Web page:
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Fall in Love with Assessment!
Fall is here! The weather is getting colder, the leaves are changing color, and the semester is in full swing. Now is a great time to get to more familiar with assessment, and we're here to help.
Final Assessment Breakfast

The Office of Assessment, in collaboration with ACERT, will continue our series of interactive workshops open to faculty and staff. Join us for our final breakfast of the fall semester.

Ask the students! Design a small-scale survey.

Wednesday, December 9th
10:00 am - 11:30 AM
Charlotte Frank Room (1203 East)

Surveys can be a great way to find out what students are thinking in order to improve teaching or services. But without careful preparation, you’re likely to end up with a bunch of data that looks good but tells you squat! Come learn best practices for small-scale survey design; bring your own projects-in-process.

Spotlight on Assessment: Kirsten Grant, PhD, Chemistry Department

The Office of Assessment sat down with Kirsten Grant, a new faculty member in the Chemistry department, to talk about assessment. Here is what she had to say:

Why is assessment important to you?

Assessment is the way that I can determine how well my students are learning or not. It is also a way to gauge how well I am providing students with the information they need to learn.

What has surprised you about assessment?

There are so many different ways to assess students; assessment is as much for determining student learning as it is for gauging my ability to transfer information. Each assessment can be designed to do one, the other, or both. I was surprised to learn that assessment in the classroom can be used to develop research on pedagogy and best practices.

Assessment Q & A

Question: What is the difference between checklists, rating scales and rubrics?

Answer: A checklist is the simplest form of a scoring guide, indicating whether a certain criterion has been met or not. Rating scales take that one step further, indicating the degree of accomplishment rather than just completion. Rubrics articulate specific criteria that include descriptions of levels of performance quality on the criteria. So the main difference between checklists and rating scales and rubrics is that the first two lack descriptions of performance quality.

If you are interested in learning more about rubrics, check out our website or attend our workshop.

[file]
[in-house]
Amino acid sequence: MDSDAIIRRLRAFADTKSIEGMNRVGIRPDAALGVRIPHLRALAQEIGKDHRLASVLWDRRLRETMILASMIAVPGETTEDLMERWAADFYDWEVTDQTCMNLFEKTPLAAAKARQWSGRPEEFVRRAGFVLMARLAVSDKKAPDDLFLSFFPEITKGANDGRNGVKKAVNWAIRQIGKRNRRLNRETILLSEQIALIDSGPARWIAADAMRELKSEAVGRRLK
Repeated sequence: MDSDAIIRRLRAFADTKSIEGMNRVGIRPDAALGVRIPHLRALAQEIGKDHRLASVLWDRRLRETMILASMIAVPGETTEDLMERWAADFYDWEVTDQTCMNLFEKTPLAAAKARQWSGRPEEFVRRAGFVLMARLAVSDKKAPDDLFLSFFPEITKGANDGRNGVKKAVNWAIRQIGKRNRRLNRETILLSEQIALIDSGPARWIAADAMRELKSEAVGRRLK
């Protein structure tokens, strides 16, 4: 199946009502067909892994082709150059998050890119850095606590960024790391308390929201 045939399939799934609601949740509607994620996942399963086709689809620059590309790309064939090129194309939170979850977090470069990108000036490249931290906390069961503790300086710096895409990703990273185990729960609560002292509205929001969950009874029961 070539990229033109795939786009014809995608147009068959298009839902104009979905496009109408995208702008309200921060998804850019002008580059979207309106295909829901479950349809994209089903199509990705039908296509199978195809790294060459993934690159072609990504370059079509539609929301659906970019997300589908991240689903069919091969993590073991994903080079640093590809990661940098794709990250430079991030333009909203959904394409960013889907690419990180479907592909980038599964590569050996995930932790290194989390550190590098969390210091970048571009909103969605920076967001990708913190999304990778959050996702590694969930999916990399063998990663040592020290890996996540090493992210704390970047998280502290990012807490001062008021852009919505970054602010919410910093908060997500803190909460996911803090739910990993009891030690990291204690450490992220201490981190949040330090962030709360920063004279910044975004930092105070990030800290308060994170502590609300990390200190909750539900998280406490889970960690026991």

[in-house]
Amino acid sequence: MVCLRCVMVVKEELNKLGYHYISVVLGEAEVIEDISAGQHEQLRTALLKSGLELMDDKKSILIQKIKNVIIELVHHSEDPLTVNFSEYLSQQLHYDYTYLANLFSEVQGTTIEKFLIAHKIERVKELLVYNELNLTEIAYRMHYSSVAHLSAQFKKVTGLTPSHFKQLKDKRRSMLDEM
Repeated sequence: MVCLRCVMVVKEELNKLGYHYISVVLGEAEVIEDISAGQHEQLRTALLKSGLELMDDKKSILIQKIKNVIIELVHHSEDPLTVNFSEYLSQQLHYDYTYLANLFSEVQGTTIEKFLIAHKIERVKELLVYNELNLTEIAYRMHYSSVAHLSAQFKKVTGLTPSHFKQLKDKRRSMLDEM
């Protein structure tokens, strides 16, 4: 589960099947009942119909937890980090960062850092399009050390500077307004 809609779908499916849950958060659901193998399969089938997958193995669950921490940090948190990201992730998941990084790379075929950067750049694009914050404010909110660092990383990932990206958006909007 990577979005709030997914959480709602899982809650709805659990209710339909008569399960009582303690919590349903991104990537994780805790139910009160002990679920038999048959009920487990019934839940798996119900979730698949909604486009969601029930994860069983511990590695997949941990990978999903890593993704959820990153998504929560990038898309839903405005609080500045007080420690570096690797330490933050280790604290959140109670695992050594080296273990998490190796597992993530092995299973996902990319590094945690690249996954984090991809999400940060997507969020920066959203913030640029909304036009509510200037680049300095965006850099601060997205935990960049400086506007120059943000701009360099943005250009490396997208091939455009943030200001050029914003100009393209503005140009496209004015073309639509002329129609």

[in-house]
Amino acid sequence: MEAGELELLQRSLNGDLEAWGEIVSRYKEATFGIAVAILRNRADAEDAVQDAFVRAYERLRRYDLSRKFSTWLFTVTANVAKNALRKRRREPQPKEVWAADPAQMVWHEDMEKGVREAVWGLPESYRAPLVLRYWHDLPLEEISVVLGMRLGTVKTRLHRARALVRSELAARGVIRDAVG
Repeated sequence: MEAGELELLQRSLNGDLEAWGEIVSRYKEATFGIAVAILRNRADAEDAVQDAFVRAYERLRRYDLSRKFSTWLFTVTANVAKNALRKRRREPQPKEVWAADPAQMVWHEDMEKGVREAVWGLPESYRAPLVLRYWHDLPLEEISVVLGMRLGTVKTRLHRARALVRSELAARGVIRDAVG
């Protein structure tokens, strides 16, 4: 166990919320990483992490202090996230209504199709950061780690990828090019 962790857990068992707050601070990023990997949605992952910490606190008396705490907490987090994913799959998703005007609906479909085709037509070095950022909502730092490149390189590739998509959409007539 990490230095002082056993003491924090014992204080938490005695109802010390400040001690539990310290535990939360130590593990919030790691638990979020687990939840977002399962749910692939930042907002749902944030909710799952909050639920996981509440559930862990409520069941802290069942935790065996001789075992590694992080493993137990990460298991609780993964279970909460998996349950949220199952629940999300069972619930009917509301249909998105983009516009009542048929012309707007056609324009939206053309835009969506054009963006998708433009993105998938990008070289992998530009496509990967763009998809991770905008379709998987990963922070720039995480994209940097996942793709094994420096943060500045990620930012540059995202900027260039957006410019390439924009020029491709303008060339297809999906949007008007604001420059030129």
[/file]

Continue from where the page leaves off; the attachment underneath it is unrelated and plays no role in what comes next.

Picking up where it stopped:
What about assessment are you excited about working on in the future?

I am developing a research project that highlights student response systems. I am going to compare student mastery of one learning outcome from my classes in which I did not use the technology to my CHM110 course this semester in which I do utilize this technology. I will be looking at the long-term affects of the use of this technology on student learning. I will use the same exam questions to assess the effect that iClickers has on this learning outcome.

I am excited about the opportunity to really be able to have the time to align my assessments - from homework, to quizzes, to exams - specifically to learning outcomes for each chapter and the course overall. 

As an adjunct at four schools, teaching seven courses a semester, it was very hard for me to take time to carefully plan my curriculum based on true outcomes and then assess student learning directly related to such outcomes. This will help me to become a better teacher and more able to determine my strong and weak points - where I have some gaps in my own understanding that may translate to the students as well - so that I can improve my skills as a chemistry educator.

The Office of Assessment works with faculty and staff across the College to help them explore student learning and success in their courses, departments, programs, and offices.

Visit us online, by phone at x6299, by email, or drop by 1008 East Bldg.

Assessment Cycle

Newsletter No. 8, November, 2015